Strength-Based Therapy

Strength-based therapy is an approach to positive psychotherapy that draws on what is going well in your life and your personal strengths.

While you might identify problems, determine goals, and overcome challenges with a strengths-perspective, the focus of treatment isn’t on what’s wrong. Instead, the focus is on the positive psychology of what’s right.

For example, if you’re working on improving relationships as one goal of therapy, the treatment plan of a strength-based approach might start by identifying strengths in positive relationships you already have and figuring out why they work well for you.

Strength-based therapy is not a specific treatment in and of itself, but rather an approach or positive mindset of internal strengths that therapists commonly use in the therapeutic process of many different kinds of therapy.

What can strength-based therapy help with?

Strength-based therapy is used as part of many types of therapy for a counseling psychologist to find a client’s strengths and ultimately establish their well-being. So, it’s positive psychology can be used to treat a wide variety of mental health conditions.

You might find strengths-based therapy especially helpful if you’re dealing with any of the following:

How does a strength-based approach work?

The idea behind strengths-based intervention is that you can make progress toward your goals more easily when you focus on the positive aspects of your character.

That’s not to say that strengths-based therapy denies your challenges or shortcomings. Rather, it acknowledges the parts of your life that are challenging while emphasizing the parts that are more positive. By focusing on your character strengths, you can put yourself in a mindset that makes positive change feel more achievable.

Particularly if you have a diagnosed mental illness, a strengths-based approach can be a helpful way to remember that you are not your diagnosis. That is, you have plenty of positive processes, skills, and strengths to draw on, no matter what you’re struggling with.

What are some different kinds of strengths-based therapy?

A strength-based approach can be used with many different treatment modalities of clinical psychology.

Some of the most common kinds of therapy that tend to be strength-based include:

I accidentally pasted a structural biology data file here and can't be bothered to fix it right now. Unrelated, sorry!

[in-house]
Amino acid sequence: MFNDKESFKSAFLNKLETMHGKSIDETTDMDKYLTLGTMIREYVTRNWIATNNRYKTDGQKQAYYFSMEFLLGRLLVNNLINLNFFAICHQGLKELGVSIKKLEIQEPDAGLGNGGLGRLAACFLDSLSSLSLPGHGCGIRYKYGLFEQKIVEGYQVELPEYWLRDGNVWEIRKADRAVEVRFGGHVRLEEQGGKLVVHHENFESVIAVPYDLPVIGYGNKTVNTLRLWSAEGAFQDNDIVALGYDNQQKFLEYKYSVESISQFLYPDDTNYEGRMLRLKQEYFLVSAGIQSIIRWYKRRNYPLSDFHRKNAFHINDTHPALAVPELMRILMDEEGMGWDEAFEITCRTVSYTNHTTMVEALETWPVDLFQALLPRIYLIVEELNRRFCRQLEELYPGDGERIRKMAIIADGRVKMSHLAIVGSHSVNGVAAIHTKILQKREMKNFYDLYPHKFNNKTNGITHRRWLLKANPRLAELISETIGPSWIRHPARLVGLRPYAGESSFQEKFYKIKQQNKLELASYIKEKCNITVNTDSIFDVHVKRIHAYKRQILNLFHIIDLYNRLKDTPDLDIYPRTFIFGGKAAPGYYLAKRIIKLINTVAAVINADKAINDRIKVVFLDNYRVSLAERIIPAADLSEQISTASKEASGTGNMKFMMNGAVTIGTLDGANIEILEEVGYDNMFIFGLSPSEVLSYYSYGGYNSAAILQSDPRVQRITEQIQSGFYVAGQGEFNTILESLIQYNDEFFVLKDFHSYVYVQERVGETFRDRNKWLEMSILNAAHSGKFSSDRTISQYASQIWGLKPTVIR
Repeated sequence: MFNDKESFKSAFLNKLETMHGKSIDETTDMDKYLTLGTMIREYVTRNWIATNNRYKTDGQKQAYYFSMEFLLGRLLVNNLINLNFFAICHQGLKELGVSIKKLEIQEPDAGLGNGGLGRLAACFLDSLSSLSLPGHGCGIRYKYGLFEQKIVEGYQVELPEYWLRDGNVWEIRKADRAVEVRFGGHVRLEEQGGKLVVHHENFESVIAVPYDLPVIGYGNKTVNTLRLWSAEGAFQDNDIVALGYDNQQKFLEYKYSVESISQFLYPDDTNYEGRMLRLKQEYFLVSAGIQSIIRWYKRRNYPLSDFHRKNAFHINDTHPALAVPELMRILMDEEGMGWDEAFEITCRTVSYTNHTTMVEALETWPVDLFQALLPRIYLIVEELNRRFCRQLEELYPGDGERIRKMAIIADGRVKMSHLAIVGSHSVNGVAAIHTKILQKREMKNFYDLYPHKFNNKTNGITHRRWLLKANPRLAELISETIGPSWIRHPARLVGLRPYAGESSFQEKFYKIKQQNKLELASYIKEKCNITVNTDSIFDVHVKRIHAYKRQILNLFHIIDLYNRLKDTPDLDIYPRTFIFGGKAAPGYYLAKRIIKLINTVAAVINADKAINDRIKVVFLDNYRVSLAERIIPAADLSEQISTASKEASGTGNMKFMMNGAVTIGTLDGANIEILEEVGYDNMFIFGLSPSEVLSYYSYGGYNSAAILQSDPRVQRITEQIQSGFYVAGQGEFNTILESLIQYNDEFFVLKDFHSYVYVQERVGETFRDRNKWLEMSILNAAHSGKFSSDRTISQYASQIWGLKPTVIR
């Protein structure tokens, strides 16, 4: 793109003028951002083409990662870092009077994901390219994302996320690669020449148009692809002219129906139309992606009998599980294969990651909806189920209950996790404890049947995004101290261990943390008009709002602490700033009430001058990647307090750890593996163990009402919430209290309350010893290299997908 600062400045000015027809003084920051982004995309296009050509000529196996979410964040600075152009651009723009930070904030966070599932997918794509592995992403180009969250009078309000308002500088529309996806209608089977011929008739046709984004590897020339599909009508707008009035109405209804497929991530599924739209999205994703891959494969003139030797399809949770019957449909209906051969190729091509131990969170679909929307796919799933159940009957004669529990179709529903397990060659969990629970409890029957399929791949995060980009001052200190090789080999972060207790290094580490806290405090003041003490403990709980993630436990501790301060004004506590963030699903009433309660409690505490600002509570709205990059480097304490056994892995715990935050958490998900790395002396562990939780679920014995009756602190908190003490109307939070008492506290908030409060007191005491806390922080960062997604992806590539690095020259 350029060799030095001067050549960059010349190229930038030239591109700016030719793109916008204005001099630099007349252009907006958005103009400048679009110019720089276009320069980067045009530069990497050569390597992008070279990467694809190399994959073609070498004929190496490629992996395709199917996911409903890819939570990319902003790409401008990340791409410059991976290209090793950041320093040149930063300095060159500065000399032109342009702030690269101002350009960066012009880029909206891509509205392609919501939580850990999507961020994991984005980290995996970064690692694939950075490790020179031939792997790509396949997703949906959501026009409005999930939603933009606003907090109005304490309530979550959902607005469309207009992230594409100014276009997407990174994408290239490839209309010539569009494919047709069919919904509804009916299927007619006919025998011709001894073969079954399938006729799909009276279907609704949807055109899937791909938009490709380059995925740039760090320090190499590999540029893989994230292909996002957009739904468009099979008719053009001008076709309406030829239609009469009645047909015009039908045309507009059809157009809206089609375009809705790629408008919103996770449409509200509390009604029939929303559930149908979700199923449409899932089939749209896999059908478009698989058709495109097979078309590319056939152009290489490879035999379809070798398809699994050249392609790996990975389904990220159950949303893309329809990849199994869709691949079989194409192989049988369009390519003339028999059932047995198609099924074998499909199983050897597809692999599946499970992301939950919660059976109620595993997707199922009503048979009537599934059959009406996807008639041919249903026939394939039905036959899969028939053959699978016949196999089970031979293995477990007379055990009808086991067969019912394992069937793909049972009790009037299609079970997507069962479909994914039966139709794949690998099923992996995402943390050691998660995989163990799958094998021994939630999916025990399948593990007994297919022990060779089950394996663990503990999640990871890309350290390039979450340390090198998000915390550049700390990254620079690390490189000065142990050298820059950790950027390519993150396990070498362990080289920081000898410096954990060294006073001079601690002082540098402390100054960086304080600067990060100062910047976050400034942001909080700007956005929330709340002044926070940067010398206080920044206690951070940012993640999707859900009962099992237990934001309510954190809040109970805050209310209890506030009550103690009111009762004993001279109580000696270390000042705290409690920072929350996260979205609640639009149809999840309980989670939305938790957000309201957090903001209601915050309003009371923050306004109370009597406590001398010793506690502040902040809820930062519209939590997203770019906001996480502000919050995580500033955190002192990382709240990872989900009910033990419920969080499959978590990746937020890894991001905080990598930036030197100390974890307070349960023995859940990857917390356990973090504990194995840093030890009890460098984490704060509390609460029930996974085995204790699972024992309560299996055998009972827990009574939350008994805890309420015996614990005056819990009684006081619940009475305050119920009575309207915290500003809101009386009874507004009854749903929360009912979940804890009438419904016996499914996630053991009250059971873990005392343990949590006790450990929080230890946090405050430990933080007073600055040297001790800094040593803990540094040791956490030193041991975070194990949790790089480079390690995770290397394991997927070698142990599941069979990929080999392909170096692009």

What happens in a typical strengths-based therapy session?

Because a strength-based approach can apply to so many kinds of talk therapy, there’s no set format for therapy sessions.

That said, you’re likely to experience some of the following activities in strengths-based interventions:

  • Finding client strengths within past challenges: Strength-based therapy often involves looking at past experiences that seem negative and identify strengths within those challenges. For example, you might reexamine a traumatic family experience to focus on how you successfully kept yourself safe.
  • Reframing current situations: You’ll also work with your therapist to look at your current challenges through the lens of your own strengths. For example, if you’re struggling at work, you might work with your therapist to notice how well you relate to co-workers and consider how that skill can be helpful for positive outcomes.
  • Storytelling: Thinking of the client’s life as a narrative that they control can help them view themselves as the hero of the story rather than the victim, bolstering self-confidence and minimizing challenging cognitive distortions.
  • Identifying resources: Your therapist will likely also help you identify people and systems in your life that you can rely on when things get tough. For example, you might build a list of strong relationships or loved ones you know you can call if you’re having a difficult time.

What should I look for in a strength-based therapist?

Therapists who use a strengths-based approach may be social workers, psychologists, psychiatrists, or another kind of mental health professional. No matter what kind of therapist you choose to work with, make sure that they meet the following criteria:

  • An advanced degree in a mental health field;
  • Licensure to practice in the state where you live;
  • Additional experience and/or training in the particular kind of therapy you’ve chosen. For example, if your therapist offers interpersonal therapy with a strength-based perspective, make sure that they have had additional training in interpersonal therapy specifically.
  • If applicable, experience working with people who share your specific concerns (if you’re dealing with a certain mental health condition) or identity (if you feel that any aspect of your identity may be relevant to treatment).

Finally, as with any therapy, it’s important to make sure that your therapist is a good fit for your unique needs. Be sure to evaluate the following in your initial calls with therapists:

  • How will you pay for therapy? Does the therapist take your insurance or otherwise offer rates that will work with your budget?
  • When and where will you attend sessions? Does the therapist offer treatment at a location that is convenient for you and at times that works with your schedule?
  • Most importantly, do you feel comfortable talking to this therapist and sense that you have the potential to develop a therapeutic alliance?

New to therapy? Learn about how to find a therapist here.